On Stage: Violinist Alina Ibragimova Shows Care & Control at Wigmore Hall
Set designers the Quay Brothers add mystery to the mix
How much of a role does setting and atmosphere play in forming our response to a performance? Are we likely to be less persuaded by a performance if the venue is shabby or acoustically poor, or more persuaded if the surroundings are beautiful and grand? These questions were at the back of my mind as I listened to Alina Ibragimova play a recital of unaccompanied violin works in an unusual setting: Wilton’s Music Hall, probably the last extant music hall in London.
It was perfect place for a set design and staging provided by the Pennsylvania-born Quay Brothers (Stephen and Timothy).
Wilton’s dates from 1858 and has remained unchanged in the intervening years despite the heavy bombing of its East End location during the Second World War and, more recently, increasing gentrification. It’s easy to see why Wilton’s peeling paint, exposed brickwork, creaking sounds, and lost-in-time atmosphere appealed Ibragimova and her collaborators, cutting-edge filmmakers the Quay Brothers (the event had also been presented earlier in the summer at the Manchester International Festival).
The Quay Brothers have a reputation for making strange and haunting films and for collaborating with musicians in everything from videos to operas. Having had some prioracquaintance with their spooky modus operandi, I half-expected that tiny dolls would drop down from the balcony mid-performance or that Ibragimova would suddenly vanish in a puff of smoke.
But there was no visual trickery, at least in the first half, other than a huge shadow projected behind Ibragimova as she gave an intimate, almost conversational, reading of Bach’s Chaconne from the Partita No. 2 in D minor, BWV 1004. This was the first performance of this piece I’ve heard that made me notice the link to the great cantatas, especially the exquisite vocal agony of “Ich habe genug.” The Bach followed Berio’s Sequenza VIII, a solo voyage through centuries of violin styles all compressed into one demanding piece. Relentless stuff, and for the most part Ibragimova, looking delicate in a silk dress that matched her pale coloring, was more than up for it.
After intermission, it was the turn of the visual artists to come to the fore. Ibragimova, now in a red dress, positioned herself on a corner of the stage to play Bartók’s Solo Sonata while the Quay Brothers film was projected on a screen above her head. Organists at a silent film screening often improvise music to what they see on the screen. Here it was the filmmakers who were improvising toa set score. (How pleased Schoenberg would have been by this overturning of convention—his insistence on writing a complete score for a movie before it was even filmed didn’t win him too many producer friends in Hollywood.)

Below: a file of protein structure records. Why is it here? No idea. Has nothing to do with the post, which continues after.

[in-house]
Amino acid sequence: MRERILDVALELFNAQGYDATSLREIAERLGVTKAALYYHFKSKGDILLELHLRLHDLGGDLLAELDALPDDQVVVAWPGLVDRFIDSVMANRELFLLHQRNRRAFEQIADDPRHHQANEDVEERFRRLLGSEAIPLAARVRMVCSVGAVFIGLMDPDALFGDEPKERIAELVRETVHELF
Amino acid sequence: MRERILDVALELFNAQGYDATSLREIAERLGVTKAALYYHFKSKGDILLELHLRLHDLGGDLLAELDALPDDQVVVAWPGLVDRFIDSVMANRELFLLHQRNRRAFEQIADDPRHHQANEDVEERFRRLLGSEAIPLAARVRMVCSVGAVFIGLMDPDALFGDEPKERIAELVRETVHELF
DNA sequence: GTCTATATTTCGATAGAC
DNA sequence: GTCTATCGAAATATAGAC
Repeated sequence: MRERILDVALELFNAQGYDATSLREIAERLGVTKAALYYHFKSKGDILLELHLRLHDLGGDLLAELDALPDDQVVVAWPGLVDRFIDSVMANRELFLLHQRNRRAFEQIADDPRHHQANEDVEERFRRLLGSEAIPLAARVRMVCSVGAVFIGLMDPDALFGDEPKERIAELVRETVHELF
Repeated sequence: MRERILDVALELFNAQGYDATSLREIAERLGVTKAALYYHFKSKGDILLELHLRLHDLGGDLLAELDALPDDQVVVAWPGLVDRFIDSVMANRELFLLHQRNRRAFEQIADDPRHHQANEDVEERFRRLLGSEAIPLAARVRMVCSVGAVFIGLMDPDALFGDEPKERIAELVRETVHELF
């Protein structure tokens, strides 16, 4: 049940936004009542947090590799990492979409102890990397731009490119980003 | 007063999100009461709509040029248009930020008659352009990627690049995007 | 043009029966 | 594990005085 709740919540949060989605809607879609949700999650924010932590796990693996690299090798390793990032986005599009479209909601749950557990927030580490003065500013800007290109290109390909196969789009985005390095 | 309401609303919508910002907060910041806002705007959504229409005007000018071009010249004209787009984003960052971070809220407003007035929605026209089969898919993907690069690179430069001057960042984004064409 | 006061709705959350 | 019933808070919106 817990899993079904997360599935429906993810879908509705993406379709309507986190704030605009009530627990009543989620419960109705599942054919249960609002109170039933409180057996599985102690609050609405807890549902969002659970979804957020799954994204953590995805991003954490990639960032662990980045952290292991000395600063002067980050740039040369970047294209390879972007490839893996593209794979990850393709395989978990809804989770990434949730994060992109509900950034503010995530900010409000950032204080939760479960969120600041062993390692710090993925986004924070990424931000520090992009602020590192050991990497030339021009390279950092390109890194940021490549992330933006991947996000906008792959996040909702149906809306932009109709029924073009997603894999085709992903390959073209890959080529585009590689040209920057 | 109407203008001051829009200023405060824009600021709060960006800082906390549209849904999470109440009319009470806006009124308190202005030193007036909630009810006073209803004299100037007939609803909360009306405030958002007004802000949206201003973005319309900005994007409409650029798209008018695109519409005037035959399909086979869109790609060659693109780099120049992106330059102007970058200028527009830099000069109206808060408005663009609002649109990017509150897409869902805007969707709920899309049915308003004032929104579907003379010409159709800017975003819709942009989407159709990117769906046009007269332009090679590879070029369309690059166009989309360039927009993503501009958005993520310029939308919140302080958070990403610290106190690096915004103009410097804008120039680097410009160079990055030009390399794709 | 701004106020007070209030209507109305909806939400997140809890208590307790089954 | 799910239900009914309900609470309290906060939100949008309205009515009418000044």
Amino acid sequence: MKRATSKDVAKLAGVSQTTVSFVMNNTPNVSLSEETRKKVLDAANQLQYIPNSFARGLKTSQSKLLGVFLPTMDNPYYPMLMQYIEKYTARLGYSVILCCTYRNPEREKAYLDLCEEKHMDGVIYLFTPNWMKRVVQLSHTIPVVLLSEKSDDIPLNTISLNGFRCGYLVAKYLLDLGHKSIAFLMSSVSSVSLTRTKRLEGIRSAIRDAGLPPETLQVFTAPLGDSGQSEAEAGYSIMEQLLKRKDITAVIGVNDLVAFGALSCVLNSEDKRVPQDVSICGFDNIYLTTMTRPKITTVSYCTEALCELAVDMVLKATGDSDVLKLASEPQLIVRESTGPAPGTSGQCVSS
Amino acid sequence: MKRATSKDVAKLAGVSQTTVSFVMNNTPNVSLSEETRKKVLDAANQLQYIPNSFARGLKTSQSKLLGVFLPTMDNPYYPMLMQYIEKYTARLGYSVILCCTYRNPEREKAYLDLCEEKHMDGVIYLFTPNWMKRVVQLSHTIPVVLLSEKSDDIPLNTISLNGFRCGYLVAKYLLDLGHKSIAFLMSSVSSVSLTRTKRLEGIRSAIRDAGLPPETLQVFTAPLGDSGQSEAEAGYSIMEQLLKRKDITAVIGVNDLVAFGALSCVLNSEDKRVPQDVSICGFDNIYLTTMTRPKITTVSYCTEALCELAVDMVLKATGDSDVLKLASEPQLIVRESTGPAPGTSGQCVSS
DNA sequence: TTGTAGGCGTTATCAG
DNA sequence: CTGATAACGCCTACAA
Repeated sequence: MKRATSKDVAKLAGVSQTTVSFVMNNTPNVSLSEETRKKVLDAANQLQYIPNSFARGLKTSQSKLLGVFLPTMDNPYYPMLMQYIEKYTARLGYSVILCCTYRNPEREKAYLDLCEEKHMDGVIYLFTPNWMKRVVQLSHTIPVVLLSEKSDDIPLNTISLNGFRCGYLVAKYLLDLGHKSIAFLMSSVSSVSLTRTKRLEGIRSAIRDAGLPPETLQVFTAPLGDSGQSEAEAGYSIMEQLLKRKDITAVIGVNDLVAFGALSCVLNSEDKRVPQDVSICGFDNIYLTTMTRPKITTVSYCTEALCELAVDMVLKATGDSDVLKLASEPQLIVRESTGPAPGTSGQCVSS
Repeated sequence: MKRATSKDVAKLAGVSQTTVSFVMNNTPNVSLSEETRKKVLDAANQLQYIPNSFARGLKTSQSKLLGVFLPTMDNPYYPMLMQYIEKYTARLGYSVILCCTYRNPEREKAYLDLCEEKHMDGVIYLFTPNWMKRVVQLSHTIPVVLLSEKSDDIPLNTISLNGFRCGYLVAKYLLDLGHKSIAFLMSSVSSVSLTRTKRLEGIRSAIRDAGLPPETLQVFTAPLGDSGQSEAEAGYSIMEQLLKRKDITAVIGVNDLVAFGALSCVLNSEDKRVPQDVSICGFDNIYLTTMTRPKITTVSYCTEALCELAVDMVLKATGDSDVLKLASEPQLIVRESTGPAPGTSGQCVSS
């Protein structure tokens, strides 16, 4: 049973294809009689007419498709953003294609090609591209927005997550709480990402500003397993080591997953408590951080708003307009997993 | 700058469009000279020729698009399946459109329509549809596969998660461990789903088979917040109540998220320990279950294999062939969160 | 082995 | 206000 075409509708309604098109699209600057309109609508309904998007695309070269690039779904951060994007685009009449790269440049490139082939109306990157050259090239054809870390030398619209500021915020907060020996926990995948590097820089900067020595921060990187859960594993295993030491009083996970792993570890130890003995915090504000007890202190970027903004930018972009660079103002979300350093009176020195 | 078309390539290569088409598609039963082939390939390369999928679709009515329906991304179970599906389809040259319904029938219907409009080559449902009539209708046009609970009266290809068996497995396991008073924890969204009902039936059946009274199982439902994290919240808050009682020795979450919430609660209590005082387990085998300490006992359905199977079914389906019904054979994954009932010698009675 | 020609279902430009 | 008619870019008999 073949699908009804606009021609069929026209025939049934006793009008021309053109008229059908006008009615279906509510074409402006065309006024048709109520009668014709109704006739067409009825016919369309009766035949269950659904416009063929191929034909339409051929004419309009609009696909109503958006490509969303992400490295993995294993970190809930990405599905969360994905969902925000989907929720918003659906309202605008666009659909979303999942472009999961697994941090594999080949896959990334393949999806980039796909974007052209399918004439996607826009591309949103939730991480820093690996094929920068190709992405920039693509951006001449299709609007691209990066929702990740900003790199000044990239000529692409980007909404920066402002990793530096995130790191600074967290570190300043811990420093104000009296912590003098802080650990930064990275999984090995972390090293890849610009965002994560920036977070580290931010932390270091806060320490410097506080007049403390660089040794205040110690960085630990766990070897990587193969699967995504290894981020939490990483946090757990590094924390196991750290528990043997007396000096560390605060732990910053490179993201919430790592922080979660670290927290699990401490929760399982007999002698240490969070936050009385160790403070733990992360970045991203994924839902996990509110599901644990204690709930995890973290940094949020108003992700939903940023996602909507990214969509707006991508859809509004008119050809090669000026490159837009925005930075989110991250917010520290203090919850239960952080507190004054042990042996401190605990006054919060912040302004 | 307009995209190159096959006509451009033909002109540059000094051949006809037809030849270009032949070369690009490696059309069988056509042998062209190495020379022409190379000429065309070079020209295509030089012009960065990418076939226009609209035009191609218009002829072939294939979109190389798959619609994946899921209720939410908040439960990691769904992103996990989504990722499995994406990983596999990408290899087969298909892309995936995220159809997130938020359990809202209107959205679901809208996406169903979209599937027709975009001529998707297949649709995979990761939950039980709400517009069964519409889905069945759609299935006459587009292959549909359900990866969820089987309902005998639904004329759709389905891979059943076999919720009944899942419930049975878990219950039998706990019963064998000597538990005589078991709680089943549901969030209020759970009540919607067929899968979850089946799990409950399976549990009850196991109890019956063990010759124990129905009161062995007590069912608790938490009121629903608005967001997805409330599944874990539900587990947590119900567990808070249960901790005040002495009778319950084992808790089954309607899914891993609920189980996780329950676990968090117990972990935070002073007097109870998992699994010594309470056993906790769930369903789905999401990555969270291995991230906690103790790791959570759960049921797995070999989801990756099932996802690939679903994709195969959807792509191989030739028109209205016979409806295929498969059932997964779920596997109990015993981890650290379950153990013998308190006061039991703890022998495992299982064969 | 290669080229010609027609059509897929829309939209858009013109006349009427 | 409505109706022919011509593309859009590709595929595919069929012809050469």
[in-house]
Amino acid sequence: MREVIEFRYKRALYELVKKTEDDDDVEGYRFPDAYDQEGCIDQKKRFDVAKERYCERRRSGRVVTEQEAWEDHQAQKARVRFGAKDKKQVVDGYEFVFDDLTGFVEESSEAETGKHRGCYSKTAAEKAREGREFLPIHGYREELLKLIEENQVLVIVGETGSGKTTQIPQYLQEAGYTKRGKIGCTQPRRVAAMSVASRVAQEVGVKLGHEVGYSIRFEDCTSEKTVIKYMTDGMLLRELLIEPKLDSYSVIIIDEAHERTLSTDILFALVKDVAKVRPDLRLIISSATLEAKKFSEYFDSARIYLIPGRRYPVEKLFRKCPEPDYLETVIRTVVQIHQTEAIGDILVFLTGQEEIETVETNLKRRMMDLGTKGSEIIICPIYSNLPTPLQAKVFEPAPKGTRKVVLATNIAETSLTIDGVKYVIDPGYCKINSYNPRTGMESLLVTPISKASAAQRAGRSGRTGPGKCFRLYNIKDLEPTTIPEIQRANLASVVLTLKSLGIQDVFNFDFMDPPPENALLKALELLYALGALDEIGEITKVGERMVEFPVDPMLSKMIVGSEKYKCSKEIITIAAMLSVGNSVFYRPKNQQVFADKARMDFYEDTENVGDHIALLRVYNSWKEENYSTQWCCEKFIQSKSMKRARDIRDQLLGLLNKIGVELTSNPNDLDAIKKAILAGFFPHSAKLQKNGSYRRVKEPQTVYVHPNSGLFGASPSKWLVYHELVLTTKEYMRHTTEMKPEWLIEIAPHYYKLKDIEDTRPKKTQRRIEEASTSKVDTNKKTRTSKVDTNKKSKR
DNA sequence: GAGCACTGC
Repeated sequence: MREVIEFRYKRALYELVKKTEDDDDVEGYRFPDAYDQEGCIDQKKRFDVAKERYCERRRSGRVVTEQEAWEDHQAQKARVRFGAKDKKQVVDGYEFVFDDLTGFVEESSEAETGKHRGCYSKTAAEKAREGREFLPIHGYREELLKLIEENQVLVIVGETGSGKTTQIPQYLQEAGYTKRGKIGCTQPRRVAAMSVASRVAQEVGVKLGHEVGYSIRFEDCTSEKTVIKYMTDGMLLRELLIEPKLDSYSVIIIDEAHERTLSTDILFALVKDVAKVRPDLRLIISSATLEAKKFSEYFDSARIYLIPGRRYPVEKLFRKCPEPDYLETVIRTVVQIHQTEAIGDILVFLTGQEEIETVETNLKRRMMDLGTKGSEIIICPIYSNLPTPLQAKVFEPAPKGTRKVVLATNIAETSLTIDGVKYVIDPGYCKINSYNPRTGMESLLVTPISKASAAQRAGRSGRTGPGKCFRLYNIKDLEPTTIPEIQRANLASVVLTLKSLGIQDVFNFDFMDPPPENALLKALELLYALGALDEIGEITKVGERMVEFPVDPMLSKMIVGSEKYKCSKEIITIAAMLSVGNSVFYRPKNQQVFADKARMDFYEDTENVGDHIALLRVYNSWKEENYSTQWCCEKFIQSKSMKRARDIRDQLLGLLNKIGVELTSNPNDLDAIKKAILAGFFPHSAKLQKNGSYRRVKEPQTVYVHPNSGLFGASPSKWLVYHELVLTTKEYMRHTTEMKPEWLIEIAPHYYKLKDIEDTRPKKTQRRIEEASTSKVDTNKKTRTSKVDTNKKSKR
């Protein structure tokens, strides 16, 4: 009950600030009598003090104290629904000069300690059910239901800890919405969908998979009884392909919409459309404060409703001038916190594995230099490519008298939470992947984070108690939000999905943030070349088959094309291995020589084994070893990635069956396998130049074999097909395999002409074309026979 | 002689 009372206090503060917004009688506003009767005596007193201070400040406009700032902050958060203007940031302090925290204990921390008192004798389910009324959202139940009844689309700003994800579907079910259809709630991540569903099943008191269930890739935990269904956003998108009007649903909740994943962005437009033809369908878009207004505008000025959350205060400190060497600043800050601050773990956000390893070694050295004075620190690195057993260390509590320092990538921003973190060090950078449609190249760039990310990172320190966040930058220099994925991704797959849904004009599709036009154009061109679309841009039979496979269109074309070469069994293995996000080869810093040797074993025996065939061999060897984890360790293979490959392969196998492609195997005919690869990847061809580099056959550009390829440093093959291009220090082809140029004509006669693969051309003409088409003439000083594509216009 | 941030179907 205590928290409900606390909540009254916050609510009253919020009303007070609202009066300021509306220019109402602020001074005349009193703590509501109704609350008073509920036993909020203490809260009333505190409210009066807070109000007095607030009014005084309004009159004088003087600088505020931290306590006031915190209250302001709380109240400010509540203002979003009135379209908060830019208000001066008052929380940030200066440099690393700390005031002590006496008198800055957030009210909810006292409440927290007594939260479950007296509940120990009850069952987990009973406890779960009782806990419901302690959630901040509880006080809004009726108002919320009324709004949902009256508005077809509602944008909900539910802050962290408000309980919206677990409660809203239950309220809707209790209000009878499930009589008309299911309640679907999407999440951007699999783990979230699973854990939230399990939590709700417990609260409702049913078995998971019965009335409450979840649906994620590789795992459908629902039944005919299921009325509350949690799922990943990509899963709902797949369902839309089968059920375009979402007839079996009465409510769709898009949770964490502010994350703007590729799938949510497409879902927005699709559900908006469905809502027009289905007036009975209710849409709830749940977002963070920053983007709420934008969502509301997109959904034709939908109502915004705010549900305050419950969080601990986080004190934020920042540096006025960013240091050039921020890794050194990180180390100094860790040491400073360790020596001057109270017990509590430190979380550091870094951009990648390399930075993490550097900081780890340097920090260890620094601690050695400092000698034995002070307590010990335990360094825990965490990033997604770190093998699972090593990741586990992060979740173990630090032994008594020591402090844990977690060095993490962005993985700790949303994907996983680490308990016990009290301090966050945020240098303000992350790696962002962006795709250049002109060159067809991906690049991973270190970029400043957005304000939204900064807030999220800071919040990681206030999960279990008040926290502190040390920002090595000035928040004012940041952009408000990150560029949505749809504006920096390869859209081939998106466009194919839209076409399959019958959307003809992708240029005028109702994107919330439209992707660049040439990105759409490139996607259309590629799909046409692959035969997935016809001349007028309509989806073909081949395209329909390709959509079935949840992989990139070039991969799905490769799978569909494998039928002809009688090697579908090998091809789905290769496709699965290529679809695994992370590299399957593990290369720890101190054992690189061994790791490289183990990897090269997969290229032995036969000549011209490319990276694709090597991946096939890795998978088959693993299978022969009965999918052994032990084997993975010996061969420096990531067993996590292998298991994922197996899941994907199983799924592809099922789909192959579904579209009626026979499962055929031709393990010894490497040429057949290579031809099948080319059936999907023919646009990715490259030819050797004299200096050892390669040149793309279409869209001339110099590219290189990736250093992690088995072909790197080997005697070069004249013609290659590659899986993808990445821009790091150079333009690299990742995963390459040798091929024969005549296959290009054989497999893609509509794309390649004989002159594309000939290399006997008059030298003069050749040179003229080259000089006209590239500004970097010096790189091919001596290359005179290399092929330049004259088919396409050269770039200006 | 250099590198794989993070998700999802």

The filmic tale the Quay Brothers spun out of Bartók’s music centered on a Mahler-like composer whose labors are distracted by an opening window, a woman pouring water, the rustling of a tree, and an image of a child in a coffin (Kindertotenlieder, anyone?). I hasten to add that this explanation is entirely speculation on my part, for the Quays are not big on obvious narrative. Mystery, hints, insinuations—that’s what they prefer.
Ibragimova, standing below the flickering images, played with care and control; she has no need for flailing theatrics, even when Bartók at his most folksy or ferocious. Her calm, thoughtful approach is persuasive.
There was Quay Brothers-like moment at the end of the evening. The final applause for Ibragimova’s Bartók faded away yet most of the audience remained seating. Were they expecting an encore? There was a simple answer: had the venue not run out of programs, the audience would have known that the Biber Passacaglia from the Mystery Sonatas (another “mystery” in the mix) had already been played for us during the intermission, as we drank our beer and ate our ice creams and marveled at the fact that this great aging hulk of a building has survived—and that the exquisite playing of this young Russian violinist would turn out to suit it so well.
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